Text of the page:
I know that HashMap and Hashtable are vritually identical except that Hashtable is synchronized. This causes Hashtable to perform slower than Hashmap. Does anyone know if there is any performance difference between a Hashtable and the object that is returned from Collections.getSynchronizedMap(HashMap)?
It is generally understood that while a Hashtable is slightly slower than a Hashmap it is faster than a synchronised Hashmap. Once you have the object retrieved out of either one the performance of operations by or on that object are not affected by the way it was stored, so only the lookup and retrieval of the object will have different timing values after the initial storage. This is because not the object itself is stored but rather a pointer to the object and when you retrieve this you have a direct reference to the object and no longer need to access the Map with each operation on that object.
As I recall Jack Shirazi's java performance tuning book by O'Reilly discusses this and as the other poster said a synchronized HashMap is slightly slower than a HashTable, however the difference is minimal and I wouldn't be concerned about it for any code I've ever written. steve - http://www.jamonapi.com - a fast, free performance tuning, monitoring and scalability testing API.
Another diffreence is you can put null as key in HashMap but not in Hashtable HashMap hashMap=new HashMap(); hashMap.put(null,"NO ERROR");//Permissible But Hashtable hashtable=new Hashtable(); hashtable.put(null,"ERROR");//Error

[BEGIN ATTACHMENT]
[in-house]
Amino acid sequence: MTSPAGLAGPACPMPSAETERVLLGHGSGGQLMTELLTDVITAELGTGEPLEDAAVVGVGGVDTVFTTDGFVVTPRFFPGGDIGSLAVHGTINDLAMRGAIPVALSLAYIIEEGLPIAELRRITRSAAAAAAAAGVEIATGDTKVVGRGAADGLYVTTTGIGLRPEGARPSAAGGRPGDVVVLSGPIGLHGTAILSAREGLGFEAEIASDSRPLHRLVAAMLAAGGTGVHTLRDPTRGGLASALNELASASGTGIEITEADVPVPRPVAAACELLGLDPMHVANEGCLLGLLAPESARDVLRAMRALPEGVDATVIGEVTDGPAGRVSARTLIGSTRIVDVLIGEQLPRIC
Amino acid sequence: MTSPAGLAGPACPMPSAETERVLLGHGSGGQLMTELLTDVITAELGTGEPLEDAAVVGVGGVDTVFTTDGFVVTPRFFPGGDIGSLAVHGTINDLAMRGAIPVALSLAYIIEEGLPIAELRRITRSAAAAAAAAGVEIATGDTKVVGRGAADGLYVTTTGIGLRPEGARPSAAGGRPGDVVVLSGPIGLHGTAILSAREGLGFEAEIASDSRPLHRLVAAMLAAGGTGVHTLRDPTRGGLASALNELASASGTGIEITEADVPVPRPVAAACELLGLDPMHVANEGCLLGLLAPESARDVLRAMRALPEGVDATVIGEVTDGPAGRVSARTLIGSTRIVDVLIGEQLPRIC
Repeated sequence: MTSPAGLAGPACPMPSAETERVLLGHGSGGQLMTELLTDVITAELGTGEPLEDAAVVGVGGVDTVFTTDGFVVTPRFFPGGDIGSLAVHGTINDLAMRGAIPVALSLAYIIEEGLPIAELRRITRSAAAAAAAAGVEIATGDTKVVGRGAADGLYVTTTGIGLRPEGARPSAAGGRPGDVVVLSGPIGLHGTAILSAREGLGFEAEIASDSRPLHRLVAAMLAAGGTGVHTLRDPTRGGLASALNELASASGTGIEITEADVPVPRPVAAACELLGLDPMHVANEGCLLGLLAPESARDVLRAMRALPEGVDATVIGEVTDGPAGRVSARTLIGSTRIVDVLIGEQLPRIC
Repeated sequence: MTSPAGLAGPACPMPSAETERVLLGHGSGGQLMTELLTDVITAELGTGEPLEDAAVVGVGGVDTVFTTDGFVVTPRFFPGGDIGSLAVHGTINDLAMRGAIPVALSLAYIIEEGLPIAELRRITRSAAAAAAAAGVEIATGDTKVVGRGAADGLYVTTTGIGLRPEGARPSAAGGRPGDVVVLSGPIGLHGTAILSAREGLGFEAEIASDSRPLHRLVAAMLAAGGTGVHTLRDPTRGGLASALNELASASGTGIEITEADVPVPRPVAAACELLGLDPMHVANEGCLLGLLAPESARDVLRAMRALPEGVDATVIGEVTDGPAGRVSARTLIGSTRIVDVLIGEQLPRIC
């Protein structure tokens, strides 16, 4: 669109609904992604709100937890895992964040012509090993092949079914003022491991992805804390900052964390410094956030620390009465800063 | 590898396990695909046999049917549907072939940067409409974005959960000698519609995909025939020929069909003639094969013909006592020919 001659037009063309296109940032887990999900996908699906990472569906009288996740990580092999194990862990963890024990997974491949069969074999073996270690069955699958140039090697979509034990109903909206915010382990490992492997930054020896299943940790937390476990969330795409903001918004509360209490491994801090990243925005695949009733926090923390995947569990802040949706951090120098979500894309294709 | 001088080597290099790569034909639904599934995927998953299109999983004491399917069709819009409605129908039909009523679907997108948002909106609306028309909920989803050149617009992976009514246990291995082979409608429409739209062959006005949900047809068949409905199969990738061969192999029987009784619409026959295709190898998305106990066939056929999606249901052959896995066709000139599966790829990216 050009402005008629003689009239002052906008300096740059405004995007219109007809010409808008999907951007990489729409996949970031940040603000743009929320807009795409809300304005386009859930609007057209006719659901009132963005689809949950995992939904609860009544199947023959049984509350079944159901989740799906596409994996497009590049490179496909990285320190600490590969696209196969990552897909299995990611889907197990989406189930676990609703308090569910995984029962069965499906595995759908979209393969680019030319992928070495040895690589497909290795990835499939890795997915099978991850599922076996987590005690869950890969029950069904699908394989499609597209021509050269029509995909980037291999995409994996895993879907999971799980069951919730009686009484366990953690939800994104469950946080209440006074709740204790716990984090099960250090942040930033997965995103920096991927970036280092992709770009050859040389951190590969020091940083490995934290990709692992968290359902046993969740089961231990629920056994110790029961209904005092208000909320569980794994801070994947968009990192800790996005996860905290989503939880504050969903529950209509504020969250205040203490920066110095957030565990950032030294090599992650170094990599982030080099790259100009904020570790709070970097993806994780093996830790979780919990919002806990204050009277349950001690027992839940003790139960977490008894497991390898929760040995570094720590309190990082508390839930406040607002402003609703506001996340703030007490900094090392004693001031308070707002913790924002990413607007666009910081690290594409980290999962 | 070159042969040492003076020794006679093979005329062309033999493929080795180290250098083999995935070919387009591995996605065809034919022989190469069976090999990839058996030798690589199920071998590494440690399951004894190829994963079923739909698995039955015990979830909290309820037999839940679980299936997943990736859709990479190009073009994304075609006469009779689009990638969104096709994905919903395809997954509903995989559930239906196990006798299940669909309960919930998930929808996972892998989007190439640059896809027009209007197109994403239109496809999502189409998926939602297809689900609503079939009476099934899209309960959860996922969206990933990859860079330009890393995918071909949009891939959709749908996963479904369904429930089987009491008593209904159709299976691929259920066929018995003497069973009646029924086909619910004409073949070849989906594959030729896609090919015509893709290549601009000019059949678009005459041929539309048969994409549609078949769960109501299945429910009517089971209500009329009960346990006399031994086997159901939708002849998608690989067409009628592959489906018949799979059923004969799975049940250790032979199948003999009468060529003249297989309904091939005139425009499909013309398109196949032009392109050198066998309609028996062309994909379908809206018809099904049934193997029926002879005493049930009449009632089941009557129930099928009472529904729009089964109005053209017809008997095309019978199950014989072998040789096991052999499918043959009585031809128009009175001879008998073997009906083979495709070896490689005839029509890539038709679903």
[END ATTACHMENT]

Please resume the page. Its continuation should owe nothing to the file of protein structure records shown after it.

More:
I used the code below to check the speed difference between Hashtable and HashMap. I tried it on Solaris/Sparc and W2K/Pentium4 machines. On Solaris, as I expected, HashMap is faster (although only slightly). But on Windows, Hashtable is significantly faster! Can anyone try this on Linux & Solaris for x86?
I was skeptical of this, but I tried Yosi's program on Linux, and see the same thing. If you don't use a capacity when creating the objects, the performance gap becomes even wider -- almost a factor of 2! I've got OptimizeIt -- I'm going to try profiling this and see if I can figure out what's going on. OK, I did some checking with Optimizeit, and as often happens, the performance differences essentially vanish in that environment. I did do one very useful experiment. Note that the above program is not a very good test because the data doesn't arrive in random order. If you change the program to use a set of more random Strings, as shown below, and also move the time measurement around so it doesn't include the object allocation (which should actually magnify the differences) then two things happen. First of all, the performance for both Hashtable and HashMap increases a lot with the random data -- by a factor of two or so. Second, the performance difference all but vanishes (there's about a 3% difference, favoring Hashtable still.) Anyway, this is yet another reminder that microbenchmarks -- programs that pound on just one method and claim to be measuring some useful performance indicator -- are problematic.
[ October 27, 2003: Message edited by: Ernest Friedman-Hill ]